Are you a member of the Pink Boot Society?
YES. YES, I AM. Going into my second year as a proud member and it is insane how empowering it feels to be surrounded by strong women who are just as passionate about this industry as I am. We are not to be taken lightly. We bad. We real bad. *Sunglasses Emoji*
What did you do for a career before you found the love to brewing.
I used to work in the dog industry. I worked for the CEO of a dog agility company. They had franchises all over the country and it was my job to assist franchise owners and their staff. This allowed me to do some traveling and it was great working with clients who were dog people.
What is unique about the beers you brew?
This is more of a personal answer than a "This is why our beer is amazing" answer. What's unique about our beer is that each batch has a story. Literally. I brew the beer and when the Brew-master hands me the brew sheet, it's my job to make sure it gets done. Each batch is a personal experience for me because I'm still learning how to become a good brewer. There are so many variables that create certain obstacles for me throughout the brew day and sometimes it becomes a bit challenging. Some days, more challenging than others. So there will be a customer drinking a beer that was an asshole to brew and I'm thinking to myself, "There she is drinking that beer that I yelled at to keep from boiling over...in Spanish, and she has no idea". So if you were to come to my brewery and order a pint of any of our beers, and if I look up the packaging date, I can tell you a story of what went down that day. I'm almost positive I'll have you at the edge of your seat.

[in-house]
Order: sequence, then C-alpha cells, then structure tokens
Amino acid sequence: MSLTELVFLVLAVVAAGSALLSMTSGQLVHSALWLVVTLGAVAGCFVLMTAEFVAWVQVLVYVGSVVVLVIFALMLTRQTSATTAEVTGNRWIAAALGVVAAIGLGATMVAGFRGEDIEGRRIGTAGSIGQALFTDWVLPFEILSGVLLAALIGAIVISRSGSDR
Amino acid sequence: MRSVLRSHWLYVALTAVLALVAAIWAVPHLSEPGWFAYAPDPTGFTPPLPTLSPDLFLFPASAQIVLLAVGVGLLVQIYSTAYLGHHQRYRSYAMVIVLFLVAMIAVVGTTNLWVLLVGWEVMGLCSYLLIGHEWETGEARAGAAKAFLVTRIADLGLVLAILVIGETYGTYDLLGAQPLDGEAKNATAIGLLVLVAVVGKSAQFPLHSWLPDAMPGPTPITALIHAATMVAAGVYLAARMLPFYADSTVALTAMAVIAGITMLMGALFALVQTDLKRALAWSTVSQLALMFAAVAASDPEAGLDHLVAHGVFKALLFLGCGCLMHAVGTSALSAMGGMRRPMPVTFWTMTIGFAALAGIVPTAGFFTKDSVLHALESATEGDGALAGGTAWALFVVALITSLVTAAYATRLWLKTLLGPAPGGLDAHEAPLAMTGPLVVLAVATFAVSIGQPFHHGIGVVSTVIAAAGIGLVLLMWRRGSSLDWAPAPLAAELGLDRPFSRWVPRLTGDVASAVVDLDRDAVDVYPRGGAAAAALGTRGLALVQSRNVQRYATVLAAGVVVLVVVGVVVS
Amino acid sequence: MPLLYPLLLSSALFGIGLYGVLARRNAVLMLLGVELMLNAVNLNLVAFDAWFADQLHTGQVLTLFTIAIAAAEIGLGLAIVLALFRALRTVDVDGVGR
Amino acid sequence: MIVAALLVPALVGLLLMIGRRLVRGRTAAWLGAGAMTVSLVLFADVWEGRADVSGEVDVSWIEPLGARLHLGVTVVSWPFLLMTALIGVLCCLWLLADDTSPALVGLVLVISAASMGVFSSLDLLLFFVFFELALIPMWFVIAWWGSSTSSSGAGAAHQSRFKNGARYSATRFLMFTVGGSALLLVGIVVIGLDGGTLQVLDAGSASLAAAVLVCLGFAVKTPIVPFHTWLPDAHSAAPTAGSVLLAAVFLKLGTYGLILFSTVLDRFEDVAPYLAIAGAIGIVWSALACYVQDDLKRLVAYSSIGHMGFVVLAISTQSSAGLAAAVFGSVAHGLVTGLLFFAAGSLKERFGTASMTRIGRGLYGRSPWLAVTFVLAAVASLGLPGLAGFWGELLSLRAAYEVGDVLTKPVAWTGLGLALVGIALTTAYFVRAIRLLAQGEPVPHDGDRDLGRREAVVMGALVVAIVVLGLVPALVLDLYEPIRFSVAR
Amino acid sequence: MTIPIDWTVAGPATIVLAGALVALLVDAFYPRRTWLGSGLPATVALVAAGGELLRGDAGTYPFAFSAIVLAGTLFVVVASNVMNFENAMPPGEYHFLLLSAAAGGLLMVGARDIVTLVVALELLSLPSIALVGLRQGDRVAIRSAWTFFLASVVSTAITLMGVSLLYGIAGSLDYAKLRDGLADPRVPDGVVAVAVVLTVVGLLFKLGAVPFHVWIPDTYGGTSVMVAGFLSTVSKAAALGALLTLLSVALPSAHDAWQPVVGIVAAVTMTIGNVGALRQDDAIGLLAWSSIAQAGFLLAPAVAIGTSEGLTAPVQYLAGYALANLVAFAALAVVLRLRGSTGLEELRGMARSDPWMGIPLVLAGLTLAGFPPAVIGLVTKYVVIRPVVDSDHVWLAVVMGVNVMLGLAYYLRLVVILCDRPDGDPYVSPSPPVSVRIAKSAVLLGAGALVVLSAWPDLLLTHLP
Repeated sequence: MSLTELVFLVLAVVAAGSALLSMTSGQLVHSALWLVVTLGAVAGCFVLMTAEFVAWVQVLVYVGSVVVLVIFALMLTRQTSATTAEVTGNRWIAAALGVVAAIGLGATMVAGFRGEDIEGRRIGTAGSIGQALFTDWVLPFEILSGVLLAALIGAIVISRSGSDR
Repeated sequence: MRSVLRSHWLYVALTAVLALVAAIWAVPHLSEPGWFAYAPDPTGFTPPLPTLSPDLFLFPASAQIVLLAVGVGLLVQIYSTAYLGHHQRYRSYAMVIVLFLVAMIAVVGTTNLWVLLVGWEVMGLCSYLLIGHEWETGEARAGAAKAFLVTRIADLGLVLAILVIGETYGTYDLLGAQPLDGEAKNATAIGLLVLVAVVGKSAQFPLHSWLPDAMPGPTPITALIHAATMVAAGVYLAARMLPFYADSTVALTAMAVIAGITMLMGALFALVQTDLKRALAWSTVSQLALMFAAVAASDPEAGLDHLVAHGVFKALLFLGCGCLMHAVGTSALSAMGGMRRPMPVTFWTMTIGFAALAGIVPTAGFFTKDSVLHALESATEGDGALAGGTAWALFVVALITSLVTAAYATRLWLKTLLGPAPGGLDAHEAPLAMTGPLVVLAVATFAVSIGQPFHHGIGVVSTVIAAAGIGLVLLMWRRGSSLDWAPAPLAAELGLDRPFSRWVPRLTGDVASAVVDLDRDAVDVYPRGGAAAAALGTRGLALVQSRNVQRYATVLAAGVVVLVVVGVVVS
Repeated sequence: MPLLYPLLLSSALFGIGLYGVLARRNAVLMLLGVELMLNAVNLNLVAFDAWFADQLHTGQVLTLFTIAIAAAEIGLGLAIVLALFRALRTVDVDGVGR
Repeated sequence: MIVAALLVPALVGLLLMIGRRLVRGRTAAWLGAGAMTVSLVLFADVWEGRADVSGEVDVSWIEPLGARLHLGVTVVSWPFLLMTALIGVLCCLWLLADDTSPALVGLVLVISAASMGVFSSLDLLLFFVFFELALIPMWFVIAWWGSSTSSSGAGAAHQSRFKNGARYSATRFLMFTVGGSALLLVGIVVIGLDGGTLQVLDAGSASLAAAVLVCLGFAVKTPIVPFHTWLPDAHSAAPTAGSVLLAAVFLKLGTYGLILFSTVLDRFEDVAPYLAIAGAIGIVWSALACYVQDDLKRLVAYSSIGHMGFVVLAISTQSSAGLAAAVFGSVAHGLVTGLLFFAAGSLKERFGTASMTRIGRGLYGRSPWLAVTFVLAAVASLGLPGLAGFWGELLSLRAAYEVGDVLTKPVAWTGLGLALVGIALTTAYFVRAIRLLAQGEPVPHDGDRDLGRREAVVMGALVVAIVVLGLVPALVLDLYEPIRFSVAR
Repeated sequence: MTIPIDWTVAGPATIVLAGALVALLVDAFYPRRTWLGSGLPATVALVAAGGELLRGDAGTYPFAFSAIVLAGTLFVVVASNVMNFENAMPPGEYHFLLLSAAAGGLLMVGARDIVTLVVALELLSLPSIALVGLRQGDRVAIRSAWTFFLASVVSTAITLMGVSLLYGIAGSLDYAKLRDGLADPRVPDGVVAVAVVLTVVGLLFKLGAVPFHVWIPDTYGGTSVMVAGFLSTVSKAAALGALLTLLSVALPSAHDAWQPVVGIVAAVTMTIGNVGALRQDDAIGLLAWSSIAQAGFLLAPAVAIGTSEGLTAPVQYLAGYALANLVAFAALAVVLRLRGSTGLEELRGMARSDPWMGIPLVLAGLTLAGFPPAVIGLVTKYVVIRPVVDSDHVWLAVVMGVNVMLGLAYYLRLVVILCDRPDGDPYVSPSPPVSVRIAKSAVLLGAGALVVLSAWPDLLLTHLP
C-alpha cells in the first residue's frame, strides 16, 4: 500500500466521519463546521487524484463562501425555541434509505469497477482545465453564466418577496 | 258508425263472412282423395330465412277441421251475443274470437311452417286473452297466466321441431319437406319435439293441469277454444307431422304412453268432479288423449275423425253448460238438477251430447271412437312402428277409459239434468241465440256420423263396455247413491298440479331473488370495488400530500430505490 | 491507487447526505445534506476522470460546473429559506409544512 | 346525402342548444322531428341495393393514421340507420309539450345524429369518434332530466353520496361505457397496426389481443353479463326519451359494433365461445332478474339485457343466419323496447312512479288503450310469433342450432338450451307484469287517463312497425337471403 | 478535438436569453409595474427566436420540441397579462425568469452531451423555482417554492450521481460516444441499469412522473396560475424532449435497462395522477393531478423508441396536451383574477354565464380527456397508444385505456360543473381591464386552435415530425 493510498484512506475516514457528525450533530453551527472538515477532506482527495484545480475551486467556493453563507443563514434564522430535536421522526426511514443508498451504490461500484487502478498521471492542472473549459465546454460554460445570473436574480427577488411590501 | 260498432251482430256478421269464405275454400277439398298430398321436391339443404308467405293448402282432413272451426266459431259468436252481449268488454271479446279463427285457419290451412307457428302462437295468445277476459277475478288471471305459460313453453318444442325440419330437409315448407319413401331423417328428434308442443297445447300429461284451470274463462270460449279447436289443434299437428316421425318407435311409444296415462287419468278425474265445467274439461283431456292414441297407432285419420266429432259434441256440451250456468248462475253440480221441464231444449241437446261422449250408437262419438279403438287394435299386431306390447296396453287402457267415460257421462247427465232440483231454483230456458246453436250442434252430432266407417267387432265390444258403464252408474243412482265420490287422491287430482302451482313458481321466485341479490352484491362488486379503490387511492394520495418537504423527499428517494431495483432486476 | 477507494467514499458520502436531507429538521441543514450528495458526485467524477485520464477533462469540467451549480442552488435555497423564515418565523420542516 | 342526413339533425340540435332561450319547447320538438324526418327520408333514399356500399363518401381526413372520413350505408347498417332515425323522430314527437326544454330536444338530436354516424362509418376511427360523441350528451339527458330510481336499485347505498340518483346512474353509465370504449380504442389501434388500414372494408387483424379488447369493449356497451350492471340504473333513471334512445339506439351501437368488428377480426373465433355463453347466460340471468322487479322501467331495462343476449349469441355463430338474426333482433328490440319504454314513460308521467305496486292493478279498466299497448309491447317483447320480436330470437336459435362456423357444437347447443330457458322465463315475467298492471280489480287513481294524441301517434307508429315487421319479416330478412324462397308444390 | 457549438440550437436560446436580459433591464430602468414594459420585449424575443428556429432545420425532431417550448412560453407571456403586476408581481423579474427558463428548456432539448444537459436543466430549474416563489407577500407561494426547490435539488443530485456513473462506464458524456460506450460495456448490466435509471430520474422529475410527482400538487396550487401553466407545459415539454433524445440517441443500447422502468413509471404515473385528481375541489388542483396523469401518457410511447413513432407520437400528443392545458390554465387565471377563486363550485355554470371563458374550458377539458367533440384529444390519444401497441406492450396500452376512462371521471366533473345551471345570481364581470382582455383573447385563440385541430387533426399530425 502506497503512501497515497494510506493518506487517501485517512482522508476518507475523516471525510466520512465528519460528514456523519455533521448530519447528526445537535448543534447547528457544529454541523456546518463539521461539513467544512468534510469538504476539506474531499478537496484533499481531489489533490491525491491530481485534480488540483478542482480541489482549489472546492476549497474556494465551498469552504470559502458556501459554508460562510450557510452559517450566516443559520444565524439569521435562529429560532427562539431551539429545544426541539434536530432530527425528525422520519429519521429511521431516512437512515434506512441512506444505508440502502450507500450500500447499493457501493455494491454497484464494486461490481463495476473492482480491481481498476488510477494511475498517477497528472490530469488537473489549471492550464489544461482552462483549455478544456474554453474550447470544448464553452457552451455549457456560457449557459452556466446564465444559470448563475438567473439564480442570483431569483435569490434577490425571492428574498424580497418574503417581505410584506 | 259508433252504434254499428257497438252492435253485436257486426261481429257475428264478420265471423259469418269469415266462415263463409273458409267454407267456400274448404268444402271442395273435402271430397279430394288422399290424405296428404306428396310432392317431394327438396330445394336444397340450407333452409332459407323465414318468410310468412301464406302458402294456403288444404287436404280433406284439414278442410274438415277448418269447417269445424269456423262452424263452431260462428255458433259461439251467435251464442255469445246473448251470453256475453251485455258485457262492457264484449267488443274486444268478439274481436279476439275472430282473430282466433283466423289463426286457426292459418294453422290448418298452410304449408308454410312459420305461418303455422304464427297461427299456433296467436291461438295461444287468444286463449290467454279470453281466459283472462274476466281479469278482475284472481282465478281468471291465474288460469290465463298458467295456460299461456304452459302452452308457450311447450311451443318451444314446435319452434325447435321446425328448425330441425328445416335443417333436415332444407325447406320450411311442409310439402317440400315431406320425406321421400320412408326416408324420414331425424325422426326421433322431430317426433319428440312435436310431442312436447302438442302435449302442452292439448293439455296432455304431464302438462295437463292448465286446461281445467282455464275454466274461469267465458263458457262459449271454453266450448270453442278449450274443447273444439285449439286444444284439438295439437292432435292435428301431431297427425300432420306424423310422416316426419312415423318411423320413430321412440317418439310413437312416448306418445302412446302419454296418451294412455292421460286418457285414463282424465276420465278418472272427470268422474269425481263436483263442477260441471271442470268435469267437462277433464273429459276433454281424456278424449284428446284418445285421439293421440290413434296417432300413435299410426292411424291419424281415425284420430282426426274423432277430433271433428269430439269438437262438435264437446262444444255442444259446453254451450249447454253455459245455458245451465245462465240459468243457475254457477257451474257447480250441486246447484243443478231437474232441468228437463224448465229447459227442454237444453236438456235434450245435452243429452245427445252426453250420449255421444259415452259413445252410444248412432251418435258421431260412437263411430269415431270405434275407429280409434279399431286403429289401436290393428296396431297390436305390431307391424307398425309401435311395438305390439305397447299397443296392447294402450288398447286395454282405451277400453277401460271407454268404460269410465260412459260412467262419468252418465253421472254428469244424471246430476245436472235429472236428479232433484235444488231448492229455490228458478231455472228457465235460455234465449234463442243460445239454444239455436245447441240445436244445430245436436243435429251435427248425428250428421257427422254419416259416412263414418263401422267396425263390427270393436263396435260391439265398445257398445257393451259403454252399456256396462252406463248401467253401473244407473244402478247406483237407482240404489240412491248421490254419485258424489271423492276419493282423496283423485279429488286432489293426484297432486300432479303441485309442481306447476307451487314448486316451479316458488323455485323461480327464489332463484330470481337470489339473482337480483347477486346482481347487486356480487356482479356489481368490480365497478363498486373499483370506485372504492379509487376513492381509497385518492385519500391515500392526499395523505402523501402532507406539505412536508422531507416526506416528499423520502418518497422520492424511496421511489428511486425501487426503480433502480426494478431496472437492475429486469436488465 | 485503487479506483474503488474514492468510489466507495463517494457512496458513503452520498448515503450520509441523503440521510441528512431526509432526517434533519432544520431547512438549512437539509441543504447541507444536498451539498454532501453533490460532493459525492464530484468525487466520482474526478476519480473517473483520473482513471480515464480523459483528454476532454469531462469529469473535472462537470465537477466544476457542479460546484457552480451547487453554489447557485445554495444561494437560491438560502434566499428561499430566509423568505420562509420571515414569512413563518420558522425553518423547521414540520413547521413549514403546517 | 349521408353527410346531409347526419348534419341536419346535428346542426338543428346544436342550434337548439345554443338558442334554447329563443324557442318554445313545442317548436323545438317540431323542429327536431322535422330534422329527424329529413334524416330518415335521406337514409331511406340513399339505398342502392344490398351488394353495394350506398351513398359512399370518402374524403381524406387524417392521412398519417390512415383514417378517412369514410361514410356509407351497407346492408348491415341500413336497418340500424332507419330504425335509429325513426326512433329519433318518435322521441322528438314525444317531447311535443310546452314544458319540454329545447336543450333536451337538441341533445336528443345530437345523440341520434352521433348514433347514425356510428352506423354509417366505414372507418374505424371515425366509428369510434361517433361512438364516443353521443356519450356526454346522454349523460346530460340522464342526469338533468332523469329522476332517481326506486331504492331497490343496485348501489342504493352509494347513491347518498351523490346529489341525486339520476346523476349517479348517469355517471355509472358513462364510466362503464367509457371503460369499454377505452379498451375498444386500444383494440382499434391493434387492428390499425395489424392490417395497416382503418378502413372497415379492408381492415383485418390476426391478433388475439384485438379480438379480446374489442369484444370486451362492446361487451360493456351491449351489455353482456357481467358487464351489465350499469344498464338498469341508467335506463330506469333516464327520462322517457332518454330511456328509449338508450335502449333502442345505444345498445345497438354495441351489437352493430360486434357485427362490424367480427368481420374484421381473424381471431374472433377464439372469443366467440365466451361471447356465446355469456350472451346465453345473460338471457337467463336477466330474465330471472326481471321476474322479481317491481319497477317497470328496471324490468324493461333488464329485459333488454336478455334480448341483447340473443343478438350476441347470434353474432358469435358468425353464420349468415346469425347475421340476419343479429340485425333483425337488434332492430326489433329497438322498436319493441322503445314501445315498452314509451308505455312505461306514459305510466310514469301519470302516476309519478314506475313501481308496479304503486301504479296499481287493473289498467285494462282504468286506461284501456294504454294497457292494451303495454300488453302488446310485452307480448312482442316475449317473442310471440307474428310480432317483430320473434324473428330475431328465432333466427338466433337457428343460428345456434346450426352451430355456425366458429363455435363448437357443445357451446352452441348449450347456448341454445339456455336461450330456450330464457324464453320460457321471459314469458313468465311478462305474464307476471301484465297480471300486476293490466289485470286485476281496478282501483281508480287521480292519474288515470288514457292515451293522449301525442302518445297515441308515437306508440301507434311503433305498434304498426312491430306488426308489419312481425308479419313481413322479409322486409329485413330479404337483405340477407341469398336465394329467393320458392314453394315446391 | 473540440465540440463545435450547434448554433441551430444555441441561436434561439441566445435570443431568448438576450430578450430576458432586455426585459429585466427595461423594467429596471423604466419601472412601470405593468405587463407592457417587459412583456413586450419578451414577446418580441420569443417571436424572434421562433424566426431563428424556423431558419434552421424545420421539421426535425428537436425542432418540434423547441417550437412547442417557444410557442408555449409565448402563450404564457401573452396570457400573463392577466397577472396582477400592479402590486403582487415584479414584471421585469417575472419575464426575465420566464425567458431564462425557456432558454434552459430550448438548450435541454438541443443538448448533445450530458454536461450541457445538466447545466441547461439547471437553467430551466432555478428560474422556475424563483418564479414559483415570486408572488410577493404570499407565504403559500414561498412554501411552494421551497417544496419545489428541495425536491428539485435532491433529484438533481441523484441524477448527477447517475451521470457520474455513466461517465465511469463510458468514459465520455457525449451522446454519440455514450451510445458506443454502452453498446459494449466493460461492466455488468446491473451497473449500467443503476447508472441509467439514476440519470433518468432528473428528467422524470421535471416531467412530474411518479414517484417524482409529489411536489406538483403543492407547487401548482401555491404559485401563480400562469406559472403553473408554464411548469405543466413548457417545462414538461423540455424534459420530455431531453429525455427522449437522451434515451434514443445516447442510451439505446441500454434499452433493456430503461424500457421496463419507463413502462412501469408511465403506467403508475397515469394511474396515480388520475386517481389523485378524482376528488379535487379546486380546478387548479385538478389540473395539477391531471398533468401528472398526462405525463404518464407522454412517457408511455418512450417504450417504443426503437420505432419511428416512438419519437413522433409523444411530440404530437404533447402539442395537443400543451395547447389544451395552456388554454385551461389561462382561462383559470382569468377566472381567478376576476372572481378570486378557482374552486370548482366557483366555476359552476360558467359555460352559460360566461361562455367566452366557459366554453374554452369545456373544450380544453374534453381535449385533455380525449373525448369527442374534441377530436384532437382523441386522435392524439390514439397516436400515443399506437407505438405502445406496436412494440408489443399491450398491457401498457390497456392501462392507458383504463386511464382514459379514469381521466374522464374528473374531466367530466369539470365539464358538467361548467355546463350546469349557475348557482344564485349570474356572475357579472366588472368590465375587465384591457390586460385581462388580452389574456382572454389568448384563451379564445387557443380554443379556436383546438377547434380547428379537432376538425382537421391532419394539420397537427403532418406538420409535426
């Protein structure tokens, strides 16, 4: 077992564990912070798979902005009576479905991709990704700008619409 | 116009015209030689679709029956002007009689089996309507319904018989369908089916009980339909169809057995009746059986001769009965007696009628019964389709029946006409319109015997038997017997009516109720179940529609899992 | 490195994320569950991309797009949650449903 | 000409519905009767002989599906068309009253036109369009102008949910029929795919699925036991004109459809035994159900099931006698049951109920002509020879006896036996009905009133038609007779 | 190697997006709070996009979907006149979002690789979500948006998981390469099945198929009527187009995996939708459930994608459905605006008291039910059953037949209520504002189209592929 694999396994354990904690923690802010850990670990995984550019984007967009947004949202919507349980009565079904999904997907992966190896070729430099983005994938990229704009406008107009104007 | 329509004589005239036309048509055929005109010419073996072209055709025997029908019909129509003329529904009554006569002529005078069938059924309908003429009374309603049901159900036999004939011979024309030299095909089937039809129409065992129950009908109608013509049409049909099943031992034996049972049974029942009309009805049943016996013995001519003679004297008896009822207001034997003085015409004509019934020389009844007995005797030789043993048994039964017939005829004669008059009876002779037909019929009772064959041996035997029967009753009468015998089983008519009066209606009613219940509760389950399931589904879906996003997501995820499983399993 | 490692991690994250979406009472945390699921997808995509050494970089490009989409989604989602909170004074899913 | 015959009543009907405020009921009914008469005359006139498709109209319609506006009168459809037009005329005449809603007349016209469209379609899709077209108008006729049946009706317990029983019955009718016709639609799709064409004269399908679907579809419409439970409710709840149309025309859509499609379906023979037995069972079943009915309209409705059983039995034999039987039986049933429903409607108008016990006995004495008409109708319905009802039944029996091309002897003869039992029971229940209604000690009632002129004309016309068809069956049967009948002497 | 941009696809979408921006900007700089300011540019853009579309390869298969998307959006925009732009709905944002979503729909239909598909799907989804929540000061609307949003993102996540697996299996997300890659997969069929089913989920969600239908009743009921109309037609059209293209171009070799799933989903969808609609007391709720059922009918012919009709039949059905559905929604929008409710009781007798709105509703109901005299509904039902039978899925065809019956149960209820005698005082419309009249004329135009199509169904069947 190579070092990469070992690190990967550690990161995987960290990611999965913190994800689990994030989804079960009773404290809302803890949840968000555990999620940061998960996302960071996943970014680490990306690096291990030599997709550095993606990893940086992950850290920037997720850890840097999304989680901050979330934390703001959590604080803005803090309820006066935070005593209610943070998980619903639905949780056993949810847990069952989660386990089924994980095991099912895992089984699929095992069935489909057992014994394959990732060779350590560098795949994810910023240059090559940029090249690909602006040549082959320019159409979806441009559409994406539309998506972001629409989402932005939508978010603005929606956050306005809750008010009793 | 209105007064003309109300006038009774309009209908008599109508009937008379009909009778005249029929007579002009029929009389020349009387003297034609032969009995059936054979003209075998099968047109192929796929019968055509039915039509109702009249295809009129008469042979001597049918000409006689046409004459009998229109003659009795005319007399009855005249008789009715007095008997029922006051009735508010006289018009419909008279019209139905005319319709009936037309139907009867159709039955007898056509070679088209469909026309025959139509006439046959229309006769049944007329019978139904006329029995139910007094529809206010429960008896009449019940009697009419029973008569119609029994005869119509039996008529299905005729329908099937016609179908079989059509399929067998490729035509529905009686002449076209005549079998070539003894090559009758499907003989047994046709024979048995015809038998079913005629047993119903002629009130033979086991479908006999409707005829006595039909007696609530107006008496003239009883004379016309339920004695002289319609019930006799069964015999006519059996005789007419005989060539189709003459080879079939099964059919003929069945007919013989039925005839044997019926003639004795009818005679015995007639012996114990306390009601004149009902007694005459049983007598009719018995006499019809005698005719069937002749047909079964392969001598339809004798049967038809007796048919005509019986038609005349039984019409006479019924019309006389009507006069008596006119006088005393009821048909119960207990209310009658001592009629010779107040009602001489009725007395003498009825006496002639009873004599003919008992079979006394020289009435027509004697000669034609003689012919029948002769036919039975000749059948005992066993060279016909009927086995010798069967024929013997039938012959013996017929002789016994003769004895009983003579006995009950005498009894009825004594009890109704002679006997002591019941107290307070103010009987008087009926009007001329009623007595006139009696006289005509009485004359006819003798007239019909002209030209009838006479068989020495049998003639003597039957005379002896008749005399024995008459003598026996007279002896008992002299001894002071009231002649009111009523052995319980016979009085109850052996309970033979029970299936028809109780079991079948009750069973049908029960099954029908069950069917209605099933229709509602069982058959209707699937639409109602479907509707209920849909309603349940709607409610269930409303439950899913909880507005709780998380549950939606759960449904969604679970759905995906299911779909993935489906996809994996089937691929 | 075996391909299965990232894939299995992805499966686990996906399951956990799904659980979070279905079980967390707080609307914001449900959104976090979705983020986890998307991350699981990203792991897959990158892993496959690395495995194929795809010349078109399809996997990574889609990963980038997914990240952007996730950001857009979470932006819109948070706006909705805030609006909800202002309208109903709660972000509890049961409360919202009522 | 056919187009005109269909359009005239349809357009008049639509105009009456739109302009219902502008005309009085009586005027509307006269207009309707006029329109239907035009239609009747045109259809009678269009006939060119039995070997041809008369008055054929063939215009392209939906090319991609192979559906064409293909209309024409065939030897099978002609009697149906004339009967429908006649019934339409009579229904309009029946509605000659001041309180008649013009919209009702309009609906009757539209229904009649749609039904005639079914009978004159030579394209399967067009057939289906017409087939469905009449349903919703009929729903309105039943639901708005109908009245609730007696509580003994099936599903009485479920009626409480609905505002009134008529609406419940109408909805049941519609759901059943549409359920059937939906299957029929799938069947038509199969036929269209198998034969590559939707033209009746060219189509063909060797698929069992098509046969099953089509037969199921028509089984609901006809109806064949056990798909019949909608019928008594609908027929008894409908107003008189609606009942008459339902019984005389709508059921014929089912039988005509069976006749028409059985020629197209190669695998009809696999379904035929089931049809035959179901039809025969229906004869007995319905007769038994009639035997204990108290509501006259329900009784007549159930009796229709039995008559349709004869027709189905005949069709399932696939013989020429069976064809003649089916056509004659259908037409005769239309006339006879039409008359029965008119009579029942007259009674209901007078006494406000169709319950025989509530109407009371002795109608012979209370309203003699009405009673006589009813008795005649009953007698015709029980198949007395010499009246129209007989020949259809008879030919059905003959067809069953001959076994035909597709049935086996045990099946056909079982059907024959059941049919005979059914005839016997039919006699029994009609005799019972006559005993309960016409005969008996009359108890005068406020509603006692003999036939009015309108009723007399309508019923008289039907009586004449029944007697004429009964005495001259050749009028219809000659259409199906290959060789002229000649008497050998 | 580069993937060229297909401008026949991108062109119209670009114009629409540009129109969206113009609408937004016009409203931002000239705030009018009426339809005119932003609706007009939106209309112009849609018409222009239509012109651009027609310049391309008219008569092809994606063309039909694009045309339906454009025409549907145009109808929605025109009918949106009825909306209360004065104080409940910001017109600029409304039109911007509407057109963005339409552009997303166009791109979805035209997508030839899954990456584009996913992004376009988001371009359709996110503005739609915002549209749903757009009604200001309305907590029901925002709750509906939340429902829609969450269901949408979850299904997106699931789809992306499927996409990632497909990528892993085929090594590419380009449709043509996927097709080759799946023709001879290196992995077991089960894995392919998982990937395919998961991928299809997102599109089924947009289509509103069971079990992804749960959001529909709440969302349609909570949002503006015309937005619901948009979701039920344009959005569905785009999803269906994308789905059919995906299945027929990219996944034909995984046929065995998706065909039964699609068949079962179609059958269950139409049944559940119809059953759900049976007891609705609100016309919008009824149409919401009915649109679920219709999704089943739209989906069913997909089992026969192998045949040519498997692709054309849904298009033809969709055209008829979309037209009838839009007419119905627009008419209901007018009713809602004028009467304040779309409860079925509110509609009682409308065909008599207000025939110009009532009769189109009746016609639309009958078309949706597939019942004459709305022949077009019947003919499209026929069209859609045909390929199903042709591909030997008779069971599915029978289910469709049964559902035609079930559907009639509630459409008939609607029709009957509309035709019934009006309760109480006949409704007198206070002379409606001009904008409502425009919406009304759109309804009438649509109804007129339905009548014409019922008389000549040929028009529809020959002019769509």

Is brewing beer for a brewery all that you thought and hoped it would be?
Yes. I knew it would be challenging. I knew it would be overwhelming. I knew it would be labor intensive. And I knew it would all be worth it.
What was your first craft beer?
New Belgium Brewing - Fat Tire Amber Ale. I was in Ft. Collins, Colorado for the first time and this was the first stop. Holy shit, talk about life changing.
Favorite place you have ever traveled to and why?
Los Angeles might be my home. New Orleans will always be my heart. NOLA has a soul unlike any other. You're there and there's something inside of you that comes alive. You feel different. Your body begins to vibrate alongside the bars that blast brass band music. Whether you're an amazing dancer or a shitty one, in New Orleans, everyone has rhythm. Out dancing and drinking until 3 am? No problem, you can always stumble into a diner that'll serve you fried catfish, red beans and rice. Stay up partying until the next morning? No problem. Gran yourself a cup of chicory coffee, some beignets and sit alongside the by-water and watch the sun slowly illuminate the city. Finish with a bloody mary and take a nap. (Note to self: plan trip to NOLA soon)